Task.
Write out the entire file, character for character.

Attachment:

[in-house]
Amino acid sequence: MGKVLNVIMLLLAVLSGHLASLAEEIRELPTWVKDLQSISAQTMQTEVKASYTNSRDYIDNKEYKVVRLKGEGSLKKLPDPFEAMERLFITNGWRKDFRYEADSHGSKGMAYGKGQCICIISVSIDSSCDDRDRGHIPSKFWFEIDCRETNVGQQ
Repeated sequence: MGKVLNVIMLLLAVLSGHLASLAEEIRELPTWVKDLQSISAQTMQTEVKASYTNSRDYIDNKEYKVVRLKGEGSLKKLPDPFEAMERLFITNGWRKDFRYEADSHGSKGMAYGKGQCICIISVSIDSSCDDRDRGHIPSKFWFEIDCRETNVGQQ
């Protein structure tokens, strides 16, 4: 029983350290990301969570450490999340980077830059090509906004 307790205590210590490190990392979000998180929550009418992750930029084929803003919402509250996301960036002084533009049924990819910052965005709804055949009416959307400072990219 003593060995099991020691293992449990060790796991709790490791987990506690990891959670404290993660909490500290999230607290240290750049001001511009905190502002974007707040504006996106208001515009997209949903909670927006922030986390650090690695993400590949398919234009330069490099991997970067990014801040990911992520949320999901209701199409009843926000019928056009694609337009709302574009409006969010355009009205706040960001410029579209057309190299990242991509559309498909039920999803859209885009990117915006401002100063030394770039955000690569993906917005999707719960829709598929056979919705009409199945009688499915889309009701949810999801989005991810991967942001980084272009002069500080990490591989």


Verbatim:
[in-house]
Amino acid sequence: MGKVLNVIMLLLAVLSGHLASLAEEIRELPTWVKDLQSISAQTMQTEVKASYTNSRDYIDNKEYKVVRLKGEGSLKKLPDPFEAMERLFITNGWRKDFRYEADSHGSKGMAYGKGQCICIISVSIDSSCDDRDRGHIPSKFWFEIDCRETNVGQQ
Repeated sequence: MGKVLNVIMLLLAVLSGHLASLAEEIRELPTWVKDLQSISAQTMQTEVKASYTNSRDYIDNKEYKVVRLKGEGSLKKLPDPFEAMERLFITNGWRKDFRYEADSHGSKGMAYGKGQCICIISVSIDSSCDDRDRGHIPSKFWFEIDCRETNVGQQ
């Protein structure tokens, strides 16, 4: 029983350290990301969570450490999340980077830059090509906004 307790205590210590490190990392979000998180929550009418992750930029084929803003919402509250996301960036002084533009049924990819910052965005709804055949009416959307400072990219 003593060995099991020691293992449990060790796991709790490791987990506690990891959670404290993660909490500290999230607290240290750049001001511009905190502002974007707040504006996106208001515009997209949903909670927006922030986390650090690695993400590949398919234009330069490099991997970067990014801040990911992520949320999901209701199409009843926000019928056009694609337009709302574009409006969010355009009205706040960001410029579209057309190299990242991509559309498909039920999803859209885009990117915006401002100063030394770039955000690569993906917005999707719960829709598929056979919705009409199945009688499915889309009701949810999801989005991810991967942001980084272009002069500080990490591989």